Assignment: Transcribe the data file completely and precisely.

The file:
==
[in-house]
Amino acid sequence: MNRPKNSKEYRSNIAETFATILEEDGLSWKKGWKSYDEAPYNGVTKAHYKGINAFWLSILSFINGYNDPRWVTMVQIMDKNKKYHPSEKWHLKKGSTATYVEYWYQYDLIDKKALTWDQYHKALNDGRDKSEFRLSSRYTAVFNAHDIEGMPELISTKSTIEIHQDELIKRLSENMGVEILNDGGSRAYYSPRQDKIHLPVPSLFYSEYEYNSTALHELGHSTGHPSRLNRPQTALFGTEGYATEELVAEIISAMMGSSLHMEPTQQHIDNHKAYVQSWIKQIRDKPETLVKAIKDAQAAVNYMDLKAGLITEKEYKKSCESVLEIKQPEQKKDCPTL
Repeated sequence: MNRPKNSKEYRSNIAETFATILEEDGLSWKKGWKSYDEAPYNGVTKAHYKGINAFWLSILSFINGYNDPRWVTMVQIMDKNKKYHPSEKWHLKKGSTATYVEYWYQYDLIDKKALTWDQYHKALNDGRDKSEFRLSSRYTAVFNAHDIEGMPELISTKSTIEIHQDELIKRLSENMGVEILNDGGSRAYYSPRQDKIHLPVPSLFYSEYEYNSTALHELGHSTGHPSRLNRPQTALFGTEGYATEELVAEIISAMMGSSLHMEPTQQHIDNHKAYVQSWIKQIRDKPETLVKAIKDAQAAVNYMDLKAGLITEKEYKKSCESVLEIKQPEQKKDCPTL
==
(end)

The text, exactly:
[in-house]
Amino acid sequence: MNRPKNSKEYRSNIAETFATILEEDGLSWKKGWKSYDEAPYNGVTKAHYKGINAFWLSILSFINGYNDPRWVTMVQIMDKNKKYHPSEKWHLKKGSTATYVEYWYQYDLIDKKALTWDQYHKALNDGRDKSEFRLSSRYTAVFNAHDIEGMPELISTKSTIEIHQDELIKRLSENMGVEILNDGGSRAYYSPRQDKIHLPVPSLFYSEYEYNSTALHELGHSTGHPSRLNRPQTALFGTEGYATEELVAEIISAMMGSSLHMEPTQQHIDNHKAYVQSWIKQIRDKPETLVKAIKDAQAAVNYMDLKAGLITEKEYKKSCESVLEIKQPEQKKDCPTL
Repeated sequence: MNRPKNSKEYRSNIAETFATILEEDGLSWKKGWKSYDEAPYNGVTKAHYKGINAFWLSILSFINGYNDPRWVTMVQIMDKNKKYHPSEKWHLKKGSTATYVEYWYQYDLIDKKALTWDQYHKALNDGRDKSEFRLSSRYTAVFNAHDIEGMPELISTKSTIEIHQDELIKRLSENMGVEILNDGGSRAYYSPRQDKIHLPVPSLFYSEYEYNSTALHELGHSTGHPSRLNRPQTALFGTEGYATEELVAEIISAMMGSSLHMEPTQQHIDNHKAYVQSWIKQIRDKPETLVKAIKDAQAAVNYMDLKAGLITEKEYKKSCESVLEIKQPEQKKDCPTL